Power producers with coal block quotas told to pass on cost benefits to consumers

S. Shanker
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Coal Ministry asks producers to take part in procurement bids

Independent power producers (IPP) with coal block allocations must participate in the bids for power procurement called for by discoms.

Discoms are distribution utilities that procure power and distribute it.

Failure to do so may lead to cancellation of coal block allocations.

The Coal Ministry, in a communication to such IPPs, said it had been noticed that many developers to whom coal blocks had been allocated were not participating in the bids or were quoting higher tariff almost similar to projects that had coal linkages.

Sources said such IPPs were also told that it could be made a condition in the allocation letter even for the already allocated coal blocks.

The communiqué to developers pointed out that a large number of coal blocks had been allocated to the private sector for both IPPs and captive power producers. The Government’s expectation, while allocating the blocks, was that the benefits of the low cost of coal from the blocks would be passed on to consumers in the form of lower electricity tariff.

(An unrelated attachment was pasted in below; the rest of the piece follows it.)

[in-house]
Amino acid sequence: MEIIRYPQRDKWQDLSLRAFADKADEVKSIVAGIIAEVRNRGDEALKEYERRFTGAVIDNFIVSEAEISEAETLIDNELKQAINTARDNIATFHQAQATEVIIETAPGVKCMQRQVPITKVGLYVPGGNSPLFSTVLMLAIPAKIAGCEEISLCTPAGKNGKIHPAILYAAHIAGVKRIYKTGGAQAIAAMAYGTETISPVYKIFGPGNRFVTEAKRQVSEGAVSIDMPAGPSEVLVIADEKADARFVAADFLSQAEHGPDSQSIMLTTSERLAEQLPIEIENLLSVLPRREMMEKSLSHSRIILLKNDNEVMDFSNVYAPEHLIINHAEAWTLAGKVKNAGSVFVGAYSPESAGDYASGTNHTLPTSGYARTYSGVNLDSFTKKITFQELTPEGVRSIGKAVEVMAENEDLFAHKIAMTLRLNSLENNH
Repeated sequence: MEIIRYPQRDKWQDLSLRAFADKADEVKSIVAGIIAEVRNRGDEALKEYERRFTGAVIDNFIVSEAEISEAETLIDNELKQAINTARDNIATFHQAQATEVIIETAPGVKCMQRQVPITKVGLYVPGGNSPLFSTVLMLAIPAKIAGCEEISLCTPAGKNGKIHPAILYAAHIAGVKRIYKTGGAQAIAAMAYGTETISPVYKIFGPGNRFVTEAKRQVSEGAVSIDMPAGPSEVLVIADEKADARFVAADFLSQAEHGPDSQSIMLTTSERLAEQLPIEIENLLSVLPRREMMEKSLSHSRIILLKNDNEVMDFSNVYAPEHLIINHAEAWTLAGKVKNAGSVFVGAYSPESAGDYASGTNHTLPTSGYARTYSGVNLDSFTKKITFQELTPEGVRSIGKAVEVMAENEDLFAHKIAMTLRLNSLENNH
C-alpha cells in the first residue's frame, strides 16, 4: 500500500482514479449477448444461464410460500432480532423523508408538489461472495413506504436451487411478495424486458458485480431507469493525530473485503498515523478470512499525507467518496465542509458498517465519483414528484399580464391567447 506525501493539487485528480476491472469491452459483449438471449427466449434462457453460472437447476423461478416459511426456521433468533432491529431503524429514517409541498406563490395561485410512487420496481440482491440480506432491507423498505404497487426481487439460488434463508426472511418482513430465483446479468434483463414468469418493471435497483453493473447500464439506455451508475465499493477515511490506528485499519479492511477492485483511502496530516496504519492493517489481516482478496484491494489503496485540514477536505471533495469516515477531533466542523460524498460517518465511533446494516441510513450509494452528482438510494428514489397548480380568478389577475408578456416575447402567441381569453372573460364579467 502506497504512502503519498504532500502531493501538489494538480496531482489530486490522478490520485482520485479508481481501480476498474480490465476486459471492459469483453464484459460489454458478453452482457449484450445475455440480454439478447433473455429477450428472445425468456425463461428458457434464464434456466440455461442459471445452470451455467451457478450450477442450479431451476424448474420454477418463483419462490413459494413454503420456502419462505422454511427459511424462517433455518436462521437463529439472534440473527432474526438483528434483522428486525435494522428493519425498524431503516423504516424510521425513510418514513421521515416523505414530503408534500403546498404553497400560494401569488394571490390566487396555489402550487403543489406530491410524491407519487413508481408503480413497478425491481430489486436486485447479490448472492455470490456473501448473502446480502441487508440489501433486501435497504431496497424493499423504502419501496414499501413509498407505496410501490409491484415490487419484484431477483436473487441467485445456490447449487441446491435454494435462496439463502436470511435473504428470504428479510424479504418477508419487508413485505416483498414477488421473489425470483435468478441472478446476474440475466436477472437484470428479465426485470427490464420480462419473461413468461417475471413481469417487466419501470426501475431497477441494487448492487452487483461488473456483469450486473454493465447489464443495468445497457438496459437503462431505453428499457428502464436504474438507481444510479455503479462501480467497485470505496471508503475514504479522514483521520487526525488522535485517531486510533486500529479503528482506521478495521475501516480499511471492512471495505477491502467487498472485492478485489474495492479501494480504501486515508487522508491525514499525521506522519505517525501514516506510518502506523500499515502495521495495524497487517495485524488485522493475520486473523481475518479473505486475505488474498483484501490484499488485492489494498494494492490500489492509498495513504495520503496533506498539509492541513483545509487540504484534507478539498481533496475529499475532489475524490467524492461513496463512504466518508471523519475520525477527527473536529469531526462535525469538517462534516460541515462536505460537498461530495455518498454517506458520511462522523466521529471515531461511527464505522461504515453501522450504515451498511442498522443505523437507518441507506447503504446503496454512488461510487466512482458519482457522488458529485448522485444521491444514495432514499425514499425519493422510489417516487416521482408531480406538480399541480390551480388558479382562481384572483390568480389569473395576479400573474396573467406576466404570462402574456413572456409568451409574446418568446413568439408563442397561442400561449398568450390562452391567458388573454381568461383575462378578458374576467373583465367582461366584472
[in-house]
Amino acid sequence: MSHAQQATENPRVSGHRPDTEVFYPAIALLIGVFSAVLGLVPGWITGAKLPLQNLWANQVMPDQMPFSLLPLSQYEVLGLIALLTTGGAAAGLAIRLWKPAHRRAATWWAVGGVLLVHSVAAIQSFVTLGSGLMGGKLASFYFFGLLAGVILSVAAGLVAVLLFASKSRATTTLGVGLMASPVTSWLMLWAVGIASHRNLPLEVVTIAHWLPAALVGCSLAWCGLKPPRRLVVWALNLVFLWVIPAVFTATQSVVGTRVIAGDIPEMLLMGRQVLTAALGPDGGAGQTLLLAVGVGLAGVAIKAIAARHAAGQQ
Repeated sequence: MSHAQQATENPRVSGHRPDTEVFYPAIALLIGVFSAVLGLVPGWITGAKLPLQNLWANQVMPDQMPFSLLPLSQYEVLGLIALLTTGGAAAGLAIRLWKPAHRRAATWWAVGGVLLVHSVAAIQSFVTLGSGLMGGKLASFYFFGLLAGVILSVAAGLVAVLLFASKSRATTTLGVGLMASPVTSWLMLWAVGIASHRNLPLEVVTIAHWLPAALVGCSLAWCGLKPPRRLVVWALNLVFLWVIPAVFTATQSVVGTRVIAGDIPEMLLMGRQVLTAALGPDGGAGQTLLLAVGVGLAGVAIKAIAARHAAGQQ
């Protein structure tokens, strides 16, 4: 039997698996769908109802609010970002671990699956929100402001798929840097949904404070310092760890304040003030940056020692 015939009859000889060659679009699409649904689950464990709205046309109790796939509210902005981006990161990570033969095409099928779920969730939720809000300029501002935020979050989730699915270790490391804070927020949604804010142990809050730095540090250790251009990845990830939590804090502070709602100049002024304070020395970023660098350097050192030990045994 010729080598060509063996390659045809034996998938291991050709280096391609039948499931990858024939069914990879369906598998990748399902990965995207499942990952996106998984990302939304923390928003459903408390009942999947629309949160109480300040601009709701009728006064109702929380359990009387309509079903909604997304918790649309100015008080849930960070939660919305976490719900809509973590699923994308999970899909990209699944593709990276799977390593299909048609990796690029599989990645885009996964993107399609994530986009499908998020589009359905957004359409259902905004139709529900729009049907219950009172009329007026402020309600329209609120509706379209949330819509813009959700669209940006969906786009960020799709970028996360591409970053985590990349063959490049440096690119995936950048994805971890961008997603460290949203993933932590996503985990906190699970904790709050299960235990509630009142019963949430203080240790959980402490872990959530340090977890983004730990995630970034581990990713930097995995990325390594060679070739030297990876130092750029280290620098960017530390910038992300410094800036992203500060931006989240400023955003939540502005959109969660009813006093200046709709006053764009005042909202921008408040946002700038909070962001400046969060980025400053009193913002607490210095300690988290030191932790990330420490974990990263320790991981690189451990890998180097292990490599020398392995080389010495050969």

The Chief Financial Officer of a leading power producer, who has operative coal blocks, confirmed receipt of the directive.

Almost all power producers have long-term power purchase agreements with utilities, but not necessarily for the entire quantum of their generation.

CAG estimate

The Coal Ministry directive comes at a time when the CAG is expected to come out with its final report.

The CAG has criticised the allocation of coal blocks and is in the process of finalising the ‘undue benefits’ bestowed on those who had got the allotments.

Industry experts anticipate that the Government auditor’s estimates of the loss to the exchequer on account of the allocations to be about Rs 2 lakh crore.

Experts also pointed out CAG observations were not off the mark as the recent submissions made to bids called for by Andhra Pradesh indicate. While quotes, in general, averaged close to Rs 5 a unit, one developer with coal blocks quoted Rs 5.27 a unit. There were quite a few bids from Rs 4.29 to Rs 5.78 a unit from producers with coal linkages.

Some imported coal-based projects and gas-based developers bid over Rs 6 a unit. The requirement was for a medium term of three years.

(This article was published in the Business Line print edition dated July 30, 2012)
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